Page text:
On the prospect for new revenues, Miller held out hope for new business from Hopkins International. A larger infusion will come from President Barack Obama’s stimulus package that should be available this fall. Hopkins will see up to $250 million in stimulus funding over the next two to three years, including an uptick in grant funding from the National Institutes of Health.
While Miller hopes to steer some stimulus money to key areas like structural needs for the Ross Building, animal facilities, shared equipment and to information technology—a key priority in the Obama package—he urged the faculty not to get too comfortable with the boost, which is temporary. “The stimulus package is not our lifeline,” he said.
He cited CFO Rich Grossi’s report that Hopkins must spend all of the money within two years of receiving it, and must make quarterly reports demonstrating the funds are aimed at stimulating the economy.
Other key points made by the Dean:
- Equity and promotion will be “addressed appropriately.”
- “Productive faculty” will still be eligible for salary hikes.
- All of the new building projects—the new Armstrong building, the new Wilmer building, and the two clinical towers—are “on budget and on schedule.”
- The biotech park’s first phase north of the campus is 52 percent leased, but the retail space is not yet spoken for.
- Some 242 new houses in the park’s adjoining neighborhood should be completed by the end of summer.
- With the official end of Hopkins’ eight-year fundraising campaign, and the downturn in the economy, philanthropy is “down somewhat,” but, says the Dean, “we’ll keep pushing.”
Toward the presentation’s close, CFO Grossi spoke of savings under way “behind the scenes,” including nighttime reductions in energy consumption that would save $1.2 million annually. On that note, Miller rejoindered from stage right: “I’ve noticed it’s getting really cold in my office!” Ramsey Flynn
What Else Is There?
After NIH, Zerhouni returns
What else could a shooting star do after finishing a six-year turn atop the National Institutes of Health? At 57, former Executive Vice Dean Elias Zerhouni has turned his sights back to the medical school where he had raced through the ranks after earning his medical degree in Algiers in 1975. He’d completed his residency in diagnostic radiology here by 1978, became full professor by 1992, attained the same rank in biomedical engineering by 1995, and then became chair of Radiology. Then vice dean for clinical affairs, president of the Clinical Practice Association, vice dean for research, and executive vice dean before his nomination to direct the NIH.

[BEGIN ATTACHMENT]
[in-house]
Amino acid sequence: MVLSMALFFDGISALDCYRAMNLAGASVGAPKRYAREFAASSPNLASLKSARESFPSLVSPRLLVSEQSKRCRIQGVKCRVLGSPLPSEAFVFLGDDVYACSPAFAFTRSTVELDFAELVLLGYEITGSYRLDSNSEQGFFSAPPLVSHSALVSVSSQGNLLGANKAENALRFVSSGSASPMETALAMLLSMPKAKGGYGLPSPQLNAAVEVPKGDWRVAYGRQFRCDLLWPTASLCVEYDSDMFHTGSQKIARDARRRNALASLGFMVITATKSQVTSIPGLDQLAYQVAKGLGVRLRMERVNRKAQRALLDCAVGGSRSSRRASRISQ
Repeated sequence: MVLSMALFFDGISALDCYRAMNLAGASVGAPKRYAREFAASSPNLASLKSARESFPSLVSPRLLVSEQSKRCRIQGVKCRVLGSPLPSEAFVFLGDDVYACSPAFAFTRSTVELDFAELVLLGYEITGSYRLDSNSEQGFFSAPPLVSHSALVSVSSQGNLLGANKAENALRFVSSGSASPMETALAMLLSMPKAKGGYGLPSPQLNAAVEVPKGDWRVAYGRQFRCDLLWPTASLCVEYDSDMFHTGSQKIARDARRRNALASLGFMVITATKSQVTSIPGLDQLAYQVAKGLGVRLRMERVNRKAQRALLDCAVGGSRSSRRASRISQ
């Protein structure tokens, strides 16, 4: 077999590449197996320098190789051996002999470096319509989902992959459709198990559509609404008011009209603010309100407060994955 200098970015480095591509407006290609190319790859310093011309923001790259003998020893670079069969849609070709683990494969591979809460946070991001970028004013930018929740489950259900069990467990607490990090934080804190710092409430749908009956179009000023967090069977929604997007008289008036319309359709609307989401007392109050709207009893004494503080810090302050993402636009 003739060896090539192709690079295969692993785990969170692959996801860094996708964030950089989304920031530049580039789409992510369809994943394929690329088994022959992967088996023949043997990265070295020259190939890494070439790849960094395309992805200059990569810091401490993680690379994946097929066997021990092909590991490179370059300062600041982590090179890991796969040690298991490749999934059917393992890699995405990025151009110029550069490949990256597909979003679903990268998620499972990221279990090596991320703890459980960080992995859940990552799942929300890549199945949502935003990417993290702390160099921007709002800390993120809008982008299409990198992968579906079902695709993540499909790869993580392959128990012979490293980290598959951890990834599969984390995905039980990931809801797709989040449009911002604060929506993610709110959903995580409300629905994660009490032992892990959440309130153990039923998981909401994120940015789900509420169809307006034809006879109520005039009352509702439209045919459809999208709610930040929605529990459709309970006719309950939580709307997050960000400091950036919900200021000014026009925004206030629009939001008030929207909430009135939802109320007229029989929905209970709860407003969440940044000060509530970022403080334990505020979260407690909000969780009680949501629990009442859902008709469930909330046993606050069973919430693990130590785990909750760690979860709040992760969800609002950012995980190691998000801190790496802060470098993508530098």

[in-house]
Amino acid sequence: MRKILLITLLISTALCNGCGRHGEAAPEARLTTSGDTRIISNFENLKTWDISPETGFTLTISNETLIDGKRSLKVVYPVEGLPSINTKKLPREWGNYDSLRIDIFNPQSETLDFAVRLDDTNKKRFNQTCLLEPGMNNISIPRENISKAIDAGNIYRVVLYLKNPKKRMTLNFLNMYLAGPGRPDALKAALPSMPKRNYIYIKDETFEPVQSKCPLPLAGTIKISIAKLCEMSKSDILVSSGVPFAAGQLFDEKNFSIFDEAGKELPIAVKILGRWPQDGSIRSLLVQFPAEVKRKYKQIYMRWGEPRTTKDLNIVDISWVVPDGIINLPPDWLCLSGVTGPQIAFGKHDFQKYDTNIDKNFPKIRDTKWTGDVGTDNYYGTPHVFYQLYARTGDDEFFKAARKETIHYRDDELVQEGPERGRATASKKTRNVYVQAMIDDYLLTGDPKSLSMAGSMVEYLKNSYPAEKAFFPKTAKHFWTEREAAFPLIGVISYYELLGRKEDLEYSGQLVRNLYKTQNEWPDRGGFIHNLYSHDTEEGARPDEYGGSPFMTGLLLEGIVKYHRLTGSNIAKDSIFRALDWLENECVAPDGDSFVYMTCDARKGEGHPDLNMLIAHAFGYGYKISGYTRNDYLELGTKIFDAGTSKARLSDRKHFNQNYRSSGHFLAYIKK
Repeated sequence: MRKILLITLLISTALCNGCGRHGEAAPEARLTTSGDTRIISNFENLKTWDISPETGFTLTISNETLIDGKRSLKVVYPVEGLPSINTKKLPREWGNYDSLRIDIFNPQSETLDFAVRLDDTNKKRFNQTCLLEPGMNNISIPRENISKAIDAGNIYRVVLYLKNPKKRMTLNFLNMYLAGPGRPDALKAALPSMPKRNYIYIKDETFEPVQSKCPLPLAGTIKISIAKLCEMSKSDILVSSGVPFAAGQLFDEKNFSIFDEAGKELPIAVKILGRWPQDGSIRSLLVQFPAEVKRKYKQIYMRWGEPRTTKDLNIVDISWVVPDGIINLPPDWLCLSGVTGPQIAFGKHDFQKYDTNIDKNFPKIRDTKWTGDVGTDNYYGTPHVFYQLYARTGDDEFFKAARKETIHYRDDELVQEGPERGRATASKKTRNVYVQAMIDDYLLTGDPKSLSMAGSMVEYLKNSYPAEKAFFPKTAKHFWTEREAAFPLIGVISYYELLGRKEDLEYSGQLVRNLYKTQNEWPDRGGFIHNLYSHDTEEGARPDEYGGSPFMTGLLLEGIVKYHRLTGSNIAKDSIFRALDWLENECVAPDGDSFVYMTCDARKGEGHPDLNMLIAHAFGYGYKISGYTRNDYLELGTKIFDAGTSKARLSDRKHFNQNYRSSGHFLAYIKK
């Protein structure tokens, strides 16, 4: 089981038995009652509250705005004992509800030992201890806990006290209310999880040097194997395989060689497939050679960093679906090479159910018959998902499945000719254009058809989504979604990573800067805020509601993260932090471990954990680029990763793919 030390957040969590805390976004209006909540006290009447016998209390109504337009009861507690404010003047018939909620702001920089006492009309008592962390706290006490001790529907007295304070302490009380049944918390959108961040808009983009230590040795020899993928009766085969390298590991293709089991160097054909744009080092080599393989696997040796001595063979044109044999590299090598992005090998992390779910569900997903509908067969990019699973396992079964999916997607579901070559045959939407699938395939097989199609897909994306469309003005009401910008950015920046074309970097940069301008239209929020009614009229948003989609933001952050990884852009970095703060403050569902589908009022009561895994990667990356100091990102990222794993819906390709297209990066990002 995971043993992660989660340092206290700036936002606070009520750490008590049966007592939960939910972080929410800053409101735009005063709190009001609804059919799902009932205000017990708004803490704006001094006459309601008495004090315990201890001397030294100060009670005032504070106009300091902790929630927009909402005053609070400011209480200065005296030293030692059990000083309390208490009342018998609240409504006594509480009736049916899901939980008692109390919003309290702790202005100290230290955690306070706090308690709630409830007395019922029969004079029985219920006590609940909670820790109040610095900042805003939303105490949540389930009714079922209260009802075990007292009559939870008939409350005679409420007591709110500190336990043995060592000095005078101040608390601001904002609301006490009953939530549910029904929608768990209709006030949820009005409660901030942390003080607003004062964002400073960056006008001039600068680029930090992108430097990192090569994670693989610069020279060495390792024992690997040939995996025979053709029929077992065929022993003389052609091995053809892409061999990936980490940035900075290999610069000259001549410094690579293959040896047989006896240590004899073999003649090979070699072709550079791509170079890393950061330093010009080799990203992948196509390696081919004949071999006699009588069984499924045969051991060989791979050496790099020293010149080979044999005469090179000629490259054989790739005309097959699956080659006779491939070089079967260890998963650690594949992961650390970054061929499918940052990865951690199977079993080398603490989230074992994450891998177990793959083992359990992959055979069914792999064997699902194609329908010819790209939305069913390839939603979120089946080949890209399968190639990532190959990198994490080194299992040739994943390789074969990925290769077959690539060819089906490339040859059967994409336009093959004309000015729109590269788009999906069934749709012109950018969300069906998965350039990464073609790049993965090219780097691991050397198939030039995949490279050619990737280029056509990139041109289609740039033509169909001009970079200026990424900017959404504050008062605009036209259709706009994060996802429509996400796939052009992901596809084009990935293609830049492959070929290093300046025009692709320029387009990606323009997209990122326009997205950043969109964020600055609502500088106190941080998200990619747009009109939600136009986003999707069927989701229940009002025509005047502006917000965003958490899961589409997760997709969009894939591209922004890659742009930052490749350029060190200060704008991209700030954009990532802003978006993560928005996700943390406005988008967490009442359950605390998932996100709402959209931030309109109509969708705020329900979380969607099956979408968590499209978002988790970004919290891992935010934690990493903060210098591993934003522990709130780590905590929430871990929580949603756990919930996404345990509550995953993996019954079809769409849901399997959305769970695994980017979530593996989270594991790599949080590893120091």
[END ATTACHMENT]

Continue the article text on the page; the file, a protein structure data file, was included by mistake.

Zerhouni, who began his new turn here starting May 1, said he hopes to advise leaders from the School of Medicine on how to navigate the more complicated national landscape of grant funding and health reform. Under his leadership, the NIH embarked on the Roadmap for Medical Research.
Patient safety researcher raises awareness of the toll of stress and sleep deprivation.
While looking into the effects of fatigue, patient safety researcher Bryan Sexton discovered an unsettling truth: The more tired you become, the less convinced you are that you’re tired. Now the psychologist is on a quest to educate health care providers about what else happens to the human body when it’s stressed, sleep-deprived, or both.
His mission is particularly appropriate for Hopkins Hospital: Less than half of the workers in 174 clinical units recognize how stress affects their performance, according to a 2008 survey of safety attitudes. “The research is pretty damn conclusive,” says Sexton, who works in the Johns Hopkins University Quality and Safety Research Group. “Sleep-deprived people have slower reactions, make more mistakes, are crankier, and more prone to burnout and depression.”
He points out that after going 24 hours without sleep, people perform on cognitive tests as they would with a blood alcohol level of .10—legally drunk. In one study of sleep loss and performance, fatigued medical residents were 90 percent less efficient on simulated procedures than those who were well rested.
The Safety Attitudes Questionnaire (SAQ), which Sexton developed over a 14-year period, is now used in more than 2,000 hospitals worldwide. It measures the safety culture of each clinical area within a hospital by assessing caregivers’ attitudes toward teamwork and safety, their perceptions of management and working conditions, their job satisfaction, and their stress recognition. At Hopkins, scores for all these areas have improved except for stress, which has remained the same for the past five years. Only 44 percent of all respondents agree that such factors as an excessive workload and fatigue increase the likelihood of errors.
“Overall, Hopkins has done a remarkable job of improving safety norms,” says Sexton. “However, while such categories as working conditions and trusting your boss have gotten better, stress recognition hasn’t budged. It’s also the only domain of the culture where we haven’t done an intervention. We haven’t done anything to make people more stress-savvy.”